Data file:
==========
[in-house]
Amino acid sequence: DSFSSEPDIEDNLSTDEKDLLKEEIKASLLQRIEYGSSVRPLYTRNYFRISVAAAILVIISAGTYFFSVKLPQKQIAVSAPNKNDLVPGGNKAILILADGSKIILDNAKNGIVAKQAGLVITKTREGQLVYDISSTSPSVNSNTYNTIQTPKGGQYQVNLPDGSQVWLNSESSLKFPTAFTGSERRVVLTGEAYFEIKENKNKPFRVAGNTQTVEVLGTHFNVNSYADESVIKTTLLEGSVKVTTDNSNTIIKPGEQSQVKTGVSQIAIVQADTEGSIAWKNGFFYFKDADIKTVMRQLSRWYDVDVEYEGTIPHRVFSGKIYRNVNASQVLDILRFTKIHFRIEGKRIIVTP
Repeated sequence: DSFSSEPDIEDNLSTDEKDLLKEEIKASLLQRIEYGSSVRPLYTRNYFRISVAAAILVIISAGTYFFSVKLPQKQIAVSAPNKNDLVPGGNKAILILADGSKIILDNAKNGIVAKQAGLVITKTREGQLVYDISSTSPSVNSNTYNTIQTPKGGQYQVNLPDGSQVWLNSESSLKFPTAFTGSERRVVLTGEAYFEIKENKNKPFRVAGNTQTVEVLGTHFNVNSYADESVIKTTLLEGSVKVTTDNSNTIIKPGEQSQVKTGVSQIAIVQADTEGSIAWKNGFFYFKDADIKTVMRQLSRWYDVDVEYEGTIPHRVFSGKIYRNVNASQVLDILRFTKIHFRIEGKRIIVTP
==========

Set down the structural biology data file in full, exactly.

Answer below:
[in-house]
Amino acid sequence: DSFSSEPDIEDNLSTDEKDLLKEEIKASLLQRIEYGSSVRPLYTRNYFRISVAAAILVIISAGTYFFSVKLPQKQIAVSAPNKNDLVPGGNKAILILADGSKIILDNAKNGIVAKQAGLVITKTREGQLVYDISSTSPSVNSNTYNTIQTPKGGQYQVNLPDGSQVWLNSESSLKFPTAFTGSERRVVLTGEAYFEIKENKNKPFRVAGNTQTVEVLGTHFNVNSYADESVIKTTLLEGSVKVTTDNSNTIIKPGEQSQVKTGVSQIAIVQADTEGSIAWKNGFFYFKDADIKTVMRQLSRWYDVDVEYEGTIPHRVFSGKIYRNVNASQVLDILRFTKIHFRIEGKRIIVTP
Repeated sequence: DSFSSEPDIEDNLSTDEKDLLKEEIKASLLQRIEYGSSVRPLYTRNYFRISVAAAILVIISAGTYFFSVKLPQKQIAVSAPNKNDLVPGGNKAILILADGSKIILDNAKNGIVAKQAGLVITKTREGQLVYDISSTSPSVNSNTYNTIQTPKGGQYQVNLPDGSQVWLNSESSLKFPTAFTGSERRVVLTGEAYFEIKENKNKPFRVAGNTQTVEVLGTHFNVNSYADESVIKTTLLEGSVKVTTDNSNTIIKPGEQSQVKTGVSQIAIVQADTEGSIAWKNGFFYFKDADIKTVMRQLSRWYDVDVEYEGTIPHRVFSGKIYRNVNASQVLDILRFTKIHFRIEGKRIIVTP